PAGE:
In Memoriam

Jeff Richards, a generous and friendly contributor to past Charles Brockden Brown Society conferences, passed away after an illness on Memorial Day, May 30, 2011, at age 62.

Jeff was a well-known figure in Early American literary studies. He held teaching positions at Duke University, North Carolina State University, UNC-Chapel Hill, Lakeland College, and Beijing Normal University, and for nineteen years was Professor and a Department Chair at Old Dominion University. Best known for his work on early American theater, through books such as Theater Enough: American Culture and the Metaphor of the World Stage, 1607-1789 (1991) and Drama, Theatre, and Identity in the American New Republic (2005), Jeff also edited, with Sharon Harris, Mercy Otis Warren: Selected Letters (2009), and produced numerous numerous essays and articles.

Many of us who encountered Jeff at Brown Society and other conferences enjoyed his intellectual acumen and ready sense of humor. Everyone who knew Jeff benefitted from his tremendous generosity and collegiality. His influence as a mentor was widespread and he was instrumental in the careers of many colleagues. Jeff was admirably young at heart; his contributions scholarly and convivial will be sorely missed at our future meetings.

Alfred Weber died March 23, 2006. He was 81 years old.

Alfred was the founding editor of the Charles Brockden Brown Electronic Archive and Scholarly Edition (now headquartered at the University of Central Florida), and a founding member of the Charles Brockden Brown Society. His patience, kindness, and interest in the work of other scholars made him an ideal mentor and friend. It was his dream to see the uncollected work of Charles Brockden Brown identified and published in a manner worthy of this genius of the early Republic.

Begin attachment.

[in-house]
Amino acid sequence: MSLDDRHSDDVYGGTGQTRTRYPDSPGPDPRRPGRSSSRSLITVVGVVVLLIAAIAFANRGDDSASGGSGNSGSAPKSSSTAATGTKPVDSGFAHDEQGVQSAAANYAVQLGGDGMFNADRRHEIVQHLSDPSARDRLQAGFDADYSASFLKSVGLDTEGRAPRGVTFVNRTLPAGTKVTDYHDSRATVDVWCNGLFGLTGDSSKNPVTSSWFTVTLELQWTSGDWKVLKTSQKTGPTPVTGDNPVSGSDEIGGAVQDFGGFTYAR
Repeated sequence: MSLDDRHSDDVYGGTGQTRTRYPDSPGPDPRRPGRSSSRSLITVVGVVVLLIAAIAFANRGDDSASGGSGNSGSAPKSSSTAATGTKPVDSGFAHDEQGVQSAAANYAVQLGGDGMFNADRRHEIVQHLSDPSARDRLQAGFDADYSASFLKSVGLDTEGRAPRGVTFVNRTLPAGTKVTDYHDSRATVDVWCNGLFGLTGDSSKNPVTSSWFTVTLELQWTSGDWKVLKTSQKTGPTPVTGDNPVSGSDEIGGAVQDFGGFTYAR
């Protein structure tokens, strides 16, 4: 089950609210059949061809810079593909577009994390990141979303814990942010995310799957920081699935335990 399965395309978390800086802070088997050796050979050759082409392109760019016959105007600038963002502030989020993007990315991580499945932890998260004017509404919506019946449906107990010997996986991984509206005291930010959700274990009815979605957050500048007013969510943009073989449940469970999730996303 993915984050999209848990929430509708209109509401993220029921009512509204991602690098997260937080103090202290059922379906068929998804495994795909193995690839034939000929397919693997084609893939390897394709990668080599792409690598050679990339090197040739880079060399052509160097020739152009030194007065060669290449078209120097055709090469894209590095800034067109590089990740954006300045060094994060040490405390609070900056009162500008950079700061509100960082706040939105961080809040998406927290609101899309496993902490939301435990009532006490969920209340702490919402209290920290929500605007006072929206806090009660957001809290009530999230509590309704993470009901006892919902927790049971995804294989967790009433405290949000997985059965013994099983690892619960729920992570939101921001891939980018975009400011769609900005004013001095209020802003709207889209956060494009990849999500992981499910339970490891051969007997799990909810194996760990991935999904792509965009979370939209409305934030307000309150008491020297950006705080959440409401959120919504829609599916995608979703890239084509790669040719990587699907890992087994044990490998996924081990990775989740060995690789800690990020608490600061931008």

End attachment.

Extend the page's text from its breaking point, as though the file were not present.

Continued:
By the time he initiated the CBB editorial project, Alfred was already retired from his position as Professor and Chair of the Department of American Studies at the University of Tübingen, Germany, which he had held from 1968 to 1990. Born in Berlin, Alfred started his academic career in Berlin and Tübingen, where he received his Ph.D. in 1953. After several years as a journalist, he held academic positions in Berlin and Heidelberg before assuming the chair in Tübingen. On his many visits to the United States, he held grants from the Fulbright Commission, the Ford Foundation, the American Council of Learned Societies, the Deutsche Forschungsgemeinschaft (German Research Association), and he held visiting professorships at SUNY Cortland, the University of Oregon, and the University of Northern Arizona. In addition to his pioneering work on C.B. Brown and the American short story, for which most of us know him, Alfred also wrote about 19th and 20th century English and American poetry (his dissertation was on T.S. Eliot), and on the relationship between literature and film. He was the founder of the German Film Archive for American Studies and directed an interdisciplinary research project on the history of documentary film in the United States.

After his last published essay appeared in 1997, Alfred spent the next eight years compiling a treasure trove of bibliographical and editorial materials that became the foundation of the current Charles Brockden Brown editorial and digital project. He never stopped working.

We will miss Alfred’s genial presence and kindly company at our meetings. I will miss his wonderful “Berliner” voice on the telephone that never failed to send cheer and encouragement. It was a pleasure to know him, and a privilege to be his friend.

Fritz Fleischmann